• Offered by School of Culture History and Language
  • ANU College ANU College of Asia and the Pacific
  • Course subject Asian Studies
  • Areas of interest Non Language Asian Studies
  • Academic career UGRD
  • Mode of delivery In Person
  • Co-taught Course

Vietnam is one of the most dynamic countries in the Asia Pacific region. Its rapid and sustained economic growth is matched only by the effervescence of its contemporary social and cultural landscapes. These unexpectedly positive developments are occurring in a land of great antiquity, with a long and conflicted history. A country once embroiled in war and revolutionary upheavals is reaping the benefits of a lengthy peace to re-engage the world, transform its institutions, redefine its identity, and rediscover its past.  This course provides an introduction to Vietnam's history and contemporary society, through the lens provided by the disciplines of archaeology, history, anthropology, economics and politics. By reviewing key debates in scholarship on Vietnam, students will learn to think critically and contextually about one of the important countries in the Asia-Pacific region. Themes to be addressed include: Vietnam in regional context; relations with China; colonialism, revolution and the wars; socio-economic reform; politics and international relations; globalisation and cultural identity; and ethnic and religious complexity. 

Learning Outcomes

Upon successful completion, students will have the knowledge and skills to:

Learning Outcomes

Students who complete this course will be able to:

1. Demonstrate that they can distinguish the main periods in the history of Vietnam dating from prehistoric times

2. Describe essential features of Vietnam's contemporary economy, politics, society and culture

3. Situate historical events and contemporary trends in local, regional and global context

4. Critically analyse major tropes and assumptions that have framed the study of Vietnam

5. Provide an account of key scholarly debates about Vietnamese history and society

6. Demonstrate an understanding of the contributions made by different disciplines to the study of Vietnam

7. Coomunicate their findings in a well-supported and convincing essay or presentation

Indicative Assessment

Two essay assignments: Essay 1 (1,500 words): 20 per cent, Essay 2 (3,000 words): 40 per cent. Learning outcomes 1, 2, 3, 4, 5, 6

Tutorial presentation: 15 per cent. Learning outcomes 2, 3, 4, 5, 7

Tutorial participation: 10 per cent. Learning outcomes 1, 2, 3, 4, 5, 6

(5 x 100 word) tutorial reports: 15 per cent. Learning outcomes 2, 3, 4, 5, 6

The ANU uses Turnitin to enhance student citation and referencing techniques, and to assess assignment submissions as a component of the University's approach to managing Academic Integrity. While the use of Turnitin is not mandatory, the ANU highly recommends Turnitin is used by both teaching staff and students. For additional information regarding Turnitin please visit the ANU Online website.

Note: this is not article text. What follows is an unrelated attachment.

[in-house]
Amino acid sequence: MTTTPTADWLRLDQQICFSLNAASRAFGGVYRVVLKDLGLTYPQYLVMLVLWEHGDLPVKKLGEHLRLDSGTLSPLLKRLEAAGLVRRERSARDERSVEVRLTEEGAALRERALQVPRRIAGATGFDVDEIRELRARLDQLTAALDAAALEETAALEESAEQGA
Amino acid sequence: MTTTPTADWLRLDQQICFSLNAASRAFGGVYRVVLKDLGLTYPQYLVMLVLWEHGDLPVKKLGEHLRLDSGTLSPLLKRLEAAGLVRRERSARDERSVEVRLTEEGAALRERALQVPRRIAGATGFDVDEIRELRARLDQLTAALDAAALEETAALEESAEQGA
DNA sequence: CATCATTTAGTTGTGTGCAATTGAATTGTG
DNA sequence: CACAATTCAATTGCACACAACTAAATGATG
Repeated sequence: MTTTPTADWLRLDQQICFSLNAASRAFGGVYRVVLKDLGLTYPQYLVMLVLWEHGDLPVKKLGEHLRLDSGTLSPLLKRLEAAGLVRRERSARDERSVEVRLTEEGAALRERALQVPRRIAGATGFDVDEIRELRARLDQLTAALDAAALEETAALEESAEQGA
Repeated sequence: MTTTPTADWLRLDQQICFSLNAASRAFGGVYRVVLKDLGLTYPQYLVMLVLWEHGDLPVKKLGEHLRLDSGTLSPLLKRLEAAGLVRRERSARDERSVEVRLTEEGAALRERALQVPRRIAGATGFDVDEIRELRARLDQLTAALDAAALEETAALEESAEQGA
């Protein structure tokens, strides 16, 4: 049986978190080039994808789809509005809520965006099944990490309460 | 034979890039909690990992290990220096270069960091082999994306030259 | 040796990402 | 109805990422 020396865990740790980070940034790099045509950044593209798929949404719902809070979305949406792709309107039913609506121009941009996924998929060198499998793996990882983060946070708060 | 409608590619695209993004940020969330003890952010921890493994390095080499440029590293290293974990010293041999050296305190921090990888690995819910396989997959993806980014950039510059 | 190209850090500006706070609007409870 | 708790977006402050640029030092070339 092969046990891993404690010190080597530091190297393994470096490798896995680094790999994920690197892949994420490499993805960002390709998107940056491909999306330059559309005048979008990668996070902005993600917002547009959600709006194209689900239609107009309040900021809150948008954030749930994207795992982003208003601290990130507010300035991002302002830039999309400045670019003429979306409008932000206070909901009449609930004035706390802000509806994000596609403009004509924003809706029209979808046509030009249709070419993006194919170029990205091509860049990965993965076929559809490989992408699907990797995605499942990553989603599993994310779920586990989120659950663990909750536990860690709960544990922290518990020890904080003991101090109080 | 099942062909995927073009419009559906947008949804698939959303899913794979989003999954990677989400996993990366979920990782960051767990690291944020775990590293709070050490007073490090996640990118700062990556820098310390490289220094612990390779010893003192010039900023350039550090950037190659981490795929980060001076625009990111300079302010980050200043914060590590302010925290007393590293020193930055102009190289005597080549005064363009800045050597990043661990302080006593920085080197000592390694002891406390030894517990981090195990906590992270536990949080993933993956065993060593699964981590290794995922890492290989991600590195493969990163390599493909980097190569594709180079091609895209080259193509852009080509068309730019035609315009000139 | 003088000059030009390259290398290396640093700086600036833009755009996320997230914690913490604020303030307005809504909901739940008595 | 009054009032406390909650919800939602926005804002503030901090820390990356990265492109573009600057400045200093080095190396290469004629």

Workload

Three hours per week of lectures and tutorial.  An additional seven hours study time.

Requisite and Incompatibility

To enrol in this course you must have successfully completed 36 units of any courses.

Prescribed Texts

Bill Hayton. 2010. Vietnam: Rising Dragon. New Haven: Yale University Press.

Hy Van Luong. 2003. Postwar Vietnam: Dynamics of a Transforming Society. Singapore: Institute of Southeast Asian Studies.

Neil Jamieson. 1993. Understanding Vietnam. Berkeley: University of California Press.

Preliminary Reading

Jamieson, Neil, Understanding Vietnam, Berkeley: University of California Press, 1995;
Kolko, Gabriel, Vietnam: Anatomy of a Peace, London: Routledge, 1997;
Taylor, Philip, Fragments of the Present: Searching for Modernity in Vietnam's South, Allen & Unwin, 2001.

Majors

Minors

Fees

Tuition fees are for the academic year indicated at the top of the page.  

If you are a domestic graduate coursework or international student you will be required to pay tuition fees. Tuition fees are indexed annually. Further information for domestic and international students about tuition and other fees can be found at Fees.

Student Contribution Band:
1
Unit value:
6 units

If you are an undergraduate student and have been offered a Commonwealth supported place, your fees are set by the Australian Government for each course. At ANU 1 EFTSL is 48 units (normally 8 x 6-unit courses). You can find your student contribution amount for each course at Fees.  Where there is a unit range displayed for this course, not all unit options below may be available.

Units EFTSL
6.00 0.12500
Domestic fee paying students
Year Fee
2015 $2604
International fee paying students
Year Fee
2015 $3576
Note: Please note that fee information is for current year only.

Offerings, Dates and Class Summary Links

There are no current offerings for this course.

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